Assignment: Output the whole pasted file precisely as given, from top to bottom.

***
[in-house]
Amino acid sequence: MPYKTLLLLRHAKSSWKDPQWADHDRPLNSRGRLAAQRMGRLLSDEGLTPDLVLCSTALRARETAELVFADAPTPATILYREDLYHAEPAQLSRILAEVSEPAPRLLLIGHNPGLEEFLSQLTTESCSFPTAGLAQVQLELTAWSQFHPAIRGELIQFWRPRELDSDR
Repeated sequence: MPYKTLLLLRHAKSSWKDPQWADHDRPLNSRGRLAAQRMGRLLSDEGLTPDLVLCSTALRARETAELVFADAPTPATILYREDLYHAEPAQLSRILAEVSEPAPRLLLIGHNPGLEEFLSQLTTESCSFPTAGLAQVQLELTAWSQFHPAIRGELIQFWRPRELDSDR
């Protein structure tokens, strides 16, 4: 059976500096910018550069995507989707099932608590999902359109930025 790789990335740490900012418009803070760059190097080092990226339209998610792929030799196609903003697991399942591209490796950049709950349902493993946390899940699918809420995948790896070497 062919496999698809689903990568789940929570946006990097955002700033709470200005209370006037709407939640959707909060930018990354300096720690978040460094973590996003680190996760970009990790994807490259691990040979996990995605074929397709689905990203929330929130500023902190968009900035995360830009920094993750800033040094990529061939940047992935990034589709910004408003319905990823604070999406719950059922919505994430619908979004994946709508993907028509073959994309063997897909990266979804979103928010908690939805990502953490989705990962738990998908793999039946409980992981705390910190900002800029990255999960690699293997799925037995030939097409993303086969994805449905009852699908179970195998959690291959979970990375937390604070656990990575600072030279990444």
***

[in-house]
Amino acid sequence: MPYKTLLLLRHAKSSWKDPQWADHDRPLNSRGRLAAQRMGRLLSDEGLTPDLVLCSTALRARETAELVFADAPTPATILYREDLYHAEPAQLSRILAEVSEPAPRLLLIGHNPGLEEFLSQLTTESCSFPTAGLAQVQLELTAWSQFHPAIRGELIQFWRPRELDSDR
Repeated sequence: MPYKTLLLLRHAKSSWKDPQWADHDRPLNSRGRLAAQRMGRLLSDEGLTPDLVLCSTALRARETAELVFADAPTPATILYREDLYHAEPAQLSRILAEVSEPAPRLLLIGHNPGLEEFLSQLTTESCSFPTAGLAQVQLELTAWSQFHPAIRGELIQFWRPRELDSDR
């Protein structure tokens, strides 16, 4: 059976500096910018550069995507989707099932608590999902359109930025 790789990335740490900012418009803070760059190097080092990226339209998610792929030799196609903003697991399942591209490796950049709950349902493993946390899940699918809420995948790896070497 062919496999698809689903990568789940929570946006990097955002700033709470200005209370006037709407939640959707909060930018990354300096720690978040460094973590996003680190996760970009990790994807490259691990040979996990995605074929397709689905990203929330929130500023902190968009900035995360830009920094993750800033040094990529061939940047992935990034589709910004408003319905990823604070999406719950059922919505994430619908979004994946709508993907028509073959994309063997897909990266979804979103928010908690939805990502953490989705990962738990998908793999039946409980992981705390910190900002800029990255999960690699293997799925037995030939097409993303086969994805449905009852699908179970195998959690291959979970990375937390604070656990990575600072030279990444």